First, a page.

Bose-Einsein condensate with attractive interaction
Many experimental groups have achieved Bose-Einstein condensation in cold trapped atoms, at temperatures so low that the atoms would have solidified in free space. They remain in a gaseous state in the trap because of the quantum zero-point motion, which reduces the effectiveness of the attractive part of the interatomic potential.
For atoms with a postive scattering length, such as Rb and Na, the condensate is stable. For the case of negative scattering length, as in Li, the attractive potential has a stronger effect, and the condensate is metastable, with a lifetime of the order of minutes. What becomes of the condensate?
We study the stability by solving the time-dependent nonlinear Schrodinger equation numerically, for Li atoms trapped in a harmonic potential. For an isolated condensate, with no gain or loss, we find that the system is stable (apart from quantum tunneling) if the particle number N is less than a critical number Nc. For N > Nc, the system collapses to high-density clumps in a region near the center of the trap. The time for the onset of collapse is on the order of 1 trap period. Within numerical uncertainty, the results are consistent with the formation of a ``black hole'' of infinite density fluctuations, as predicted earlier by Ueda and Huang. We obtain numerically Nc = 1251. We then include gain-loss mechanisms, i.e., the gain of atoms from a surrounding ``thermal cloud'', and the loss due to two- and three-body collisions. The number N now oscillates in a steady state, with a period of about 145 trap periods. We obtain Nc = 1260 as the maximum value in the oscillations.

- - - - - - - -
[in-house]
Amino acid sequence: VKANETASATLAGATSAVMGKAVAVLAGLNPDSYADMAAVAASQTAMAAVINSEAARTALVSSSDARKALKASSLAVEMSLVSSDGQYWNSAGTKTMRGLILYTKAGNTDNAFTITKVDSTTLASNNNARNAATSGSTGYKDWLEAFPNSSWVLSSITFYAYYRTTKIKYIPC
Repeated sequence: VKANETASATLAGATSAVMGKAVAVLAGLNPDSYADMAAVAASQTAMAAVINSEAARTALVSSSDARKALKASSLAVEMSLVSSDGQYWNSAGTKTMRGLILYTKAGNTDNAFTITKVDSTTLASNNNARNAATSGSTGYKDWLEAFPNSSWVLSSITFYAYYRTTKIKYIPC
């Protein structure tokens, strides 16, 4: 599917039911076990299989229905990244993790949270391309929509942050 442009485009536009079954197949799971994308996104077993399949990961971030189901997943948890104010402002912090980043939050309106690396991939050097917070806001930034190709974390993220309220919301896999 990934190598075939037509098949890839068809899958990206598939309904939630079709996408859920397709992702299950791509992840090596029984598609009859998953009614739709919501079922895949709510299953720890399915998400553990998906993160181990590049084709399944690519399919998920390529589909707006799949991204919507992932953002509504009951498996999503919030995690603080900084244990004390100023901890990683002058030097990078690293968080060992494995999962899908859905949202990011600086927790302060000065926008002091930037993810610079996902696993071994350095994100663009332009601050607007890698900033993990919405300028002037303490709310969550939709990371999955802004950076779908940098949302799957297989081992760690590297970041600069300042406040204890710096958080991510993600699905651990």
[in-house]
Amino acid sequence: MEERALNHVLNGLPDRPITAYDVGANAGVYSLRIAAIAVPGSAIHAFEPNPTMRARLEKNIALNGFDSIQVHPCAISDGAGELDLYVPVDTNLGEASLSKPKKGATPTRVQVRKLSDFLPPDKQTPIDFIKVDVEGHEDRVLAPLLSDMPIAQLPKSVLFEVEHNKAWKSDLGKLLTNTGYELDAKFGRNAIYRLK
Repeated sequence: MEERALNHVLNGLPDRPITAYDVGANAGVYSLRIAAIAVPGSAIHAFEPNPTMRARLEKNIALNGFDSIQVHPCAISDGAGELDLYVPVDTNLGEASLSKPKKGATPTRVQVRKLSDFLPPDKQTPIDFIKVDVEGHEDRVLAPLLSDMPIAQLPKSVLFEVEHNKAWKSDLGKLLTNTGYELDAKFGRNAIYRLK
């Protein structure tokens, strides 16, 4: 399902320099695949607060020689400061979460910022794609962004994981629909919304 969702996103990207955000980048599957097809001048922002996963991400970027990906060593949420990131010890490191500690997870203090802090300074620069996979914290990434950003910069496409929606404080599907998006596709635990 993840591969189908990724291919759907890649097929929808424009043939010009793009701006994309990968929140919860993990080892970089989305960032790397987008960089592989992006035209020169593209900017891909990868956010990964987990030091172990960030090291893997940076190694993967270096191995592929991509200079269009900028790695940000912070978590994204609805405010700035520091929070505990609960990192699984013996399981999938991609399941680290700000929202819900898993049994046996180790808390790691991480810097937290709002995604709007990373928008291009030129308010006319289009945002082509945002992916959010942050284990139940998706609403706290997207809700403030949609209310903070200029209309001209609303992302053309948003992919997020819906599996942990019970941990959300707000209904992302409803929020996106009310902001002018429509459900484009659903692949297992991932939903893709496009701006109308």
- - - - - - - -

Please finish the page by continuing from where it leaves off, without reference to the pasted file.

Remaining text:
A. Elefthrious and K. Huang, cond-mat/9908229 16 Aug 1999.
M. Ueda and K. Huang, Phys. Rev. A (in prress); cond-mat/9807359 27 Jul 1998.